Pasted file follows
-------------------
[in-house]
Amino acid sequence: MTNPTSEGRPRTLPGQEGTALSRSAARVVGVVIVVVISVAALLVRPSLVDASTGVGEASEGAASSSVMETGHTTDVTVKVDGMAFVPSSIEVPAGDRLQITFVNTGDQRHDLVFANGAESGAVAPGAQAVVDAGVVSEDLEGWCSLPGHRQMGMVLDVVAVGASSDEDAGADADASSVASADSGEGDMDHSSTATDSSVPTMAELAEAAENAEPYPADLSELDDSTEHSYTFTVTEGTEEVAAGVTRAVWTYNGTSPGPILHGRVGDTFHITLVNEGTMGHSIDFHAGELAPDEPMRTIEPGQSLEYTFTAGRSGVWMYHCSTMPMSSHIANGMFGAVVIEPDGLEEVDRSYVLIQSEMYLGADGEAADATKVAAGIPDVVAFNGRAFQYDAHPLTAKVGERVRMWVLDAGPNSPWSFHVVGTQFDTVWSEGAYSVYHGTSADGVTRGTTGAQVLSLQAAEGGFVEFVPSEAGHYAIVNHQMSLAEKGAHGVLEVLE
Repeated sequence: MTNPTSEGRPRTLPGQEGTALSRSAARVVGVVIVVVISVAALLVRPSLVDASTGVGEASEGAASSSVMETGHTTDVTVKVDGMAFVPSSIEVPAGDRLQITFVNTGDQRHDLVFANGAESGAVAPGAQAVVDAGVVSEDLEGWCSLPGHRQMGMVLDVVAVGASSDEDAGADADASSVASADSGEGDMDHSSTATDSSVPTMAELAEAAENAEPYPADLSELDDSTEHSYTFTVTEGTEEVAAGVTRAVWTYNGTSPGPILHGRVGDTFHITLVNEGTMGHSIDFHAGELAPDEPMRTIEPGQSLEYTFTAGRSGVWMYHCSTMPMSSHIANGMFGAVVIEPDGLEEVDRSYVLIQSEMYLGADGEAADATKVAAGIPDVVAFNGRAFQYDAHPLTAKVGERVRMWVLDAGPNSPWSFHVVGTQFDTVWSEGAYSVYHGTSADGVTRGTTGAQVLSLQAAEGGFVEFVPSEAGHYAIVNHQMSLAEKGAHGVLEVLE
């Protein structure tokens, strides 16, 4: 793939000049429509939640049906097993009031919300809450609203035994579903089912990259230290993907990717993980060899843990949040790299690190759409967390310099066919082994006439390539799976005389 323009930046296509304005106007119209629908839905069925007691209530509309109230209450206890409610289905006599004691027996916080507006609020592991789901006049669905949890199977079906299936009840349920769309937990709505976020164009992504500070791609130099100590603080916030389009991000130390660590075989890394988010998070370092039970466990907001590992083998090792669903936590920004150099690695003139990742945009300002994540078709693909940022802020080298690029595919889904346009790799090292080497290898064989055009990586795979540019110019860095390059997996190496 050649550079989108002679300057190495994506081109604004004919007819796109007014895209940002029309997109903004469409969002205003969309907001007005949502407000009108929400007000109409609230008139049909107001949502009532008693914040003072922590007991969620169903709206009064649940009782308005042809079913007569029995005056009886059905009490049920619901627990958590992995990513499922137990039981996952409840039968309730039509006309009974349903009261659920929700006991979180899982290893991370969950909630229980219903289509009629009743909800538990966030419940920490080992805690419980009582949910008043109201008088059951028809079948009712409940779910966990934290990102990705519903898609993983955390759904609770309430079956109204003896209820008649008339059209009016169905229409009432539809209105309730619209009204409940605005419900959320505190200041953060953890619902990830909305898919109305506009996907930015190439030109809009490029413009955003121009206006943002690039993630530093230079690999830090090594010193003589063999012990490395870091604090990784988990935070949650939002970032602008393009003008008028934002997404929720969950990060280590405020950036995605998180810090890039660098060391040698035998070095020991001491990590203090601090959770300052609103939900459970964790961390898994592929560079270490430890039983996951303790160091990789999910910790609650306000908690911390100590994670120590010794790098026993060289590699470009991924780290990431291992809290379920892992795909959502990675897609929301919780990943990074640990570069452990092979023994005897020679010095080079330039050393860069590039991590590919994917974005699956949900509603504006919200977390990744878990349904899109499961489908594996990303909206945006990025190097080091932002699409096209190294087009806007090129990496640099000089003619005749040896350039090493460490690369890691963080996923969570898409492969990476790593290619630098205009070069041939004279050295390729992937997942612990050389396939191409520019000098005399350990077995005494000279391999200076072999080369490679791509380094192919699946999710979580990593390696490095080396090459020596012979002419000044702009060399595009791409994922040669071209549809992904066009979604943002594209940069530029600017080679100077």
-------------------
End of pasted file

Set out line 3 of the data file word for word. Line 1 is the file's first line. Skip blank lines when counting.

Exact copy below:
Repeated sequence: MTNPTSEGRPRTLPGQEGTALSRSAARVVGVVIVVVISVAALLVRPSLVDASTGVGEASEGAASSSVMETGHTTDVTVKVDGMAFVPSSIEVPAGDRLQITFVNTGDQRHDLVFANGAESGAVAPGAQAVVDAGVVSEDLEGWCSLPGHRQMGMVLDVVAVGASSDEDAGADADASSVASADSGEGDMDHSSTATDSSVPTMAELAEAAENAEPYPADLSELDDSTEHSYTFTVTEGTEEVAAGVTRAVWTYNGTSPGPILHGRVGDTFHITLVNEGTMGHSIDFHAGELAPDEPMRTIEPGQSLEYTFTAGRSGVWMYHCSTMPMSSHIANGMFGAVVIEPDGLEEVDRSYVLIQSEMYLGADGEAADATKVAAGIPDVVAFNGRAFQYDAHPLTAKVGERVRMWVLDAGPNSPWSFHVVGTQFDTVWSEGAYSVYHGTSADGVTRGTTGAQVLSLQAAEGGFVEFVPSEAGHYAIVNHQMSLAEKGAHGVLEVLE